The contradictions inherent in nineteenth-century and early twentieth-century liberalism provide a link with the present. Holt began conceptualizing The Problem of Freedom in the 1980s, the era of Reaganism and the new conservatism - the old liberalism - and discovered that the readiness with which its practitioners were willing to discard peoples and nations unable to "make it" in the modern world was reminiscent of the creation of another residuum, a century or so earlier. Holt's recognition of the historically relative nature of such "universal" dogmas as liberalism reveals a historian concerned with questioning not only the verities of the present, but also those of the past. It also connotes a thoroughly modern sensibility and one that pervades much of this book, from his decision to avoid writing a parochial history of Jamaica to his elegant deconstruction of such racialist sources as J. A. Froude's The English in the West Indies and Thomas Carlyle's The Nigger Question. Combine this with Holts consciousness of the historical tradition in which he is writing and his willingness to detail several crucial debates in Caribbean historiography, and the result is a masterful historical work and one that (like his previous 1977 work, Black Over White: Negro Political Leadership in South Carolina During Reconstruction) contributes to the scholarly discussion of the nature of emancipation.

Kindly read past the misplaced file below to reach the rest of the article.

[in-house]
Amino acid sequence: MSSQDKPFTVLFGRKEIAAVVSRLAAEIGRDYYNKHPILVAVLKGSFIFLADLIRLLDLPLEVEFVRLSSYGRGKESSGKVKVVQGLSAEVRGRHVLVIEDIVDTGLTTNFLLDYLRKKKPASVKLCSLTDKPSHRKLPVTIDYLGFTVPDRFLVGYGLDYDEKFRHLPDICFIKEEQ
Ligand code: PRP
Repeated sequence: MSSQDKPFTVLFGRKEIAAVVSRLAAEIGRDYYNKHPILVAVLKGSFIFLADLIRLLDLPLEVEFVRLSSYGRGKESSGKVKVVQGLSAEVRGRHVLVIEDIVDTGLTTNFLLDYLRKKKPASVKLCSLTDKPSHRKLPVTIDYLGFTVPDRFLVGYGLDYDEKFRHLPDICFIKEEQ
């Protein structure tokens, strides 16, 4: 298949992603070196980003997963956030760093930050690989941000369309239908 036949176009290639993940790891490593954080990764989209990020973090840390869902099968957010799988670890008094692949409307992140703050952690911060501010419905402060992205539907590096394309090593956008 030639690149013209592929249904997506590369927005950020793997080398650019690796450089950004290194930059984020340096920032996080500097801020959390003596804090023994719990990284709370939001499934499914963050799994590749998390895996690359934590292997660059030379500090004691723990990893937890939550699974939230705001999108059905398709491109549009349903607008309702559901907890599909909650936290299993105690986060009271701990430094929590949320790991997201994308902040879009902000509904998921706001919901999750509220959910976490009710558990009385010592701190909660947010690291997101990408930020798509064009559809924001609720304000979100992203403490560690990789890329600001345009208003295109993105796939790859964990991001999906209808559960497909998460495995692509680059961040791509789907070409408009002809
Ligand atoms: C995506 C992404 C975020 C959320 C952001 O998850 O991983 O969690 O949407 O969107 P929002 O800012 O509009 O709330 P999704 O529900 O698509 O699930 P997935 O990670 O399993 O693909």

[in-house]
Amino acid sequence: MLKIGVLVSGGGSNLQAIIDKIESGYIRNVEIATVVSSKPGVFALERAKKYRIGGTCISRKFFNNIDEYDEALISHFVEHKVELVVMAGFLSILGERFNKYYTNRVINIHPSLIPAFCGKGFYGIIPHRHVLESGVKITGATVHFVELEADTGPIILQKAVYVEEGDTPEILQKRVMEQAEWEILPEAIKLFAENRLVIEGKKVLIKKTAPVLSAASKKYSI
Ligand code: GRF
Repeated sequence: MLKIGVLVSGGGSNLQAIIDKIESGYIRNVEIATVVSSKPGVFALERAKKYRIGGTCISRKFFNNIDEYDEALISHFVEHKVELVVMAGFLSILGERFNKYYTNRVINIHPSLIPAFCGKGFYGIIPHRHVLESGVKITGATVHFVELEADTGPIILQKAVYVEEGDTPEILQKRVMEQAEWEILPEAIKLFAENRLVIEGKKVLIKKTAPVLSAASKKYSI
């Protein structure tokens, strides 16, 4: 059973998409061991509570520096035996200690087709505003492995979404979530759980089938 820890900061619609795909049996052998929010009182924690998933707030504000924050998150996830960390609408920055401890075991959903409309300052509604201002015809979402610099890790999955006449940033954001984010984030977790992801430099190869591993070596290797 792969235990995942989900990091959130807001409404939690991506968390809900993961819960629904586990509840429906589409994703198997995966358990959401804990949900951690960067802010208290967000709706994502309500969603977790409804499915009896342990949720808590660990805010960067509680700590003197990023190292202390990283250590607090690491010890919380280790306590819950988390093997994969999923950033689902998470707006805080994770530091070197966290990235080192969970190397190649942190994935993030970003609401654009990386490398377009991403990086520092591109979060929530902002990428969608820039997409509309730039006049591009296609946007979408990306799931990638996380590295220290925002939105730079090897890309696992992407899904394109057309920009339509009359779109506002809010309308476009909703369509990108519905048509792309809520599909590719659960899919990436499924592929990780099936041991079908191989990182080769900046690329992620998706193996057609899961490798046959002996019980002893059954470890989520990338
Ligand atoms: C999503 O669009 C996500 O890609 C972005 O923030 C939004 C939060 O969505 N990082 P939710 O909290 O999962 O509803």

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Author:Barros, Juanita De
Publication:Canadian Journal of History
Article Type:Book Review
Date:Apr 1, 1993